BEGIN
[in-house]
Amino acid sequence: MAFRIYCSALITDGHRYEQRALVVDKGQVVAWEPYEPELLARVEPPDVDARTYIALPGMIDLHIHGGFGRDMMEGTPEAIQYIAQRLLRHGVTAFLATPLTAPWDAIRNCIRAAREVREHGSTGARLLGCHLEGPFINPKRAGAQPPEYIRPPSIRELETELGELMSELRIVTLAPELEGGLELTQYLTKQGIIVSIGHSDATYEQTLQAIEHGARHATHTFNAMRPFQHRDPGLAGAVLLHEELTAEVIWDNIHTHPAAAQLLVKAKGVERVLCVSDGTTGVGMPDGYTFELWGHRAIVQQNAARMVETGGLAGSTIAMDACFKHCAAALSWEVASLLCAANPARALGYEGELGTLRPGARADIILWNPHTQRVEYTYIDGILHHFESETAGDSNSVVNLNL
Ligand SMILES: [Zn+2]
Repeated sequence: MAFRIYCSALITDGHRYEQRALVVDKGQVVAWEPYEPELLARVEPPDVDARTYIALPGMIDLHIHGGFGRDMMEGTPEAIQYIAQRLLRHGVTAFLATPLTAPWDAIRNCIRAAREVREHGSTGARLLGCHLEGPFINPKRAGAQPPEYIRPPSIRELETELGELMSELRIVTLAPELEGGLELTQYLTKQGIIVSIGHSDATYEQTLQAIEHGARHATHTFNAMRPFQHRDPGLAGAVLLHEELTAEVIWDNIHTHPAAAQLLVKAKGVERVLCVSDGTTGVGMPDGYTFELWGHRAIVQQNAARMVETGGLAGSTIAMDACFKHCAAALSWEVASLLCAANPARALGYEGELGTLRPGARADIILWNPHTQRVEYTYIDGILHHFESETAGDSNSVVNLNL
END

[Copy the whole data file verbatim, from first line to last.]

[in-house]
Amino acid sequence: MAFRIYCSALITDGHRYEQRALVVDKGQVVAWEPYEPELLARVEPPDVDARTYIALPGMIDLHIHGGFGRDMMEGTPEAIQYIAQRLLRHGVTAFLATPLTAPWDAIRNCIRAAREVREHGSTGARLLGCHLEGPFINPKRAGAQPPEYIRPPSIRELETELGELMSELRIVTLAPELEGGLELTQYLTKQGIIVSIGHSDATYEQTLQAIEHGARHATHTFNAMRPFQHRDPGLAGAVLLHEELTAEVIWDNIHTHPAAAQLLVKAKGVERVLCVSDGTTGVGMPDGYTFELWGHRAIVQQNAARMVETGGLAGSTIAMDACFKHCAAALSWEVASLLCAANPARALGYEGELGTLRPGARADIILWNPHTQRVEYTYIDGILHHFESETAGDSNSVVNLNL
Ligand SMILES: [Zn+2]
Repeated sequence: MAFRIYCSALITDGHRYEQRALVVDKGQVVAWEPYEPELLARVEPPDVDARTYIALPGMIDLHIHGGFGRDMMEGTPEAIQYIAQRLLRHGVTAFLATPLTAPWDAIRNCIRAAREVREHGSTGARLLGCHLEGPFINPKRAGAQPPEYIRPPSIRELETELGELMSELRIVTLAPELEGGLELTQYLTKQGIIVSIGHSDATYEQTLQAIEHGARHATHTFNAMRPFQHRDPGLAGAVLLHEELTAEVIWDNIHTHPAAAQLLVKAKGVERVLCVSDGTTGVGMPDGYTFELWGHRAIVQQNAARMVETGGLAGSTIAMDACFKHCAAALSWEVASLLCAANPARALGYEGELGTLRPGARADIILWNPHTQRVEYTYIDGILHHFESETAGDSNSVVNLNL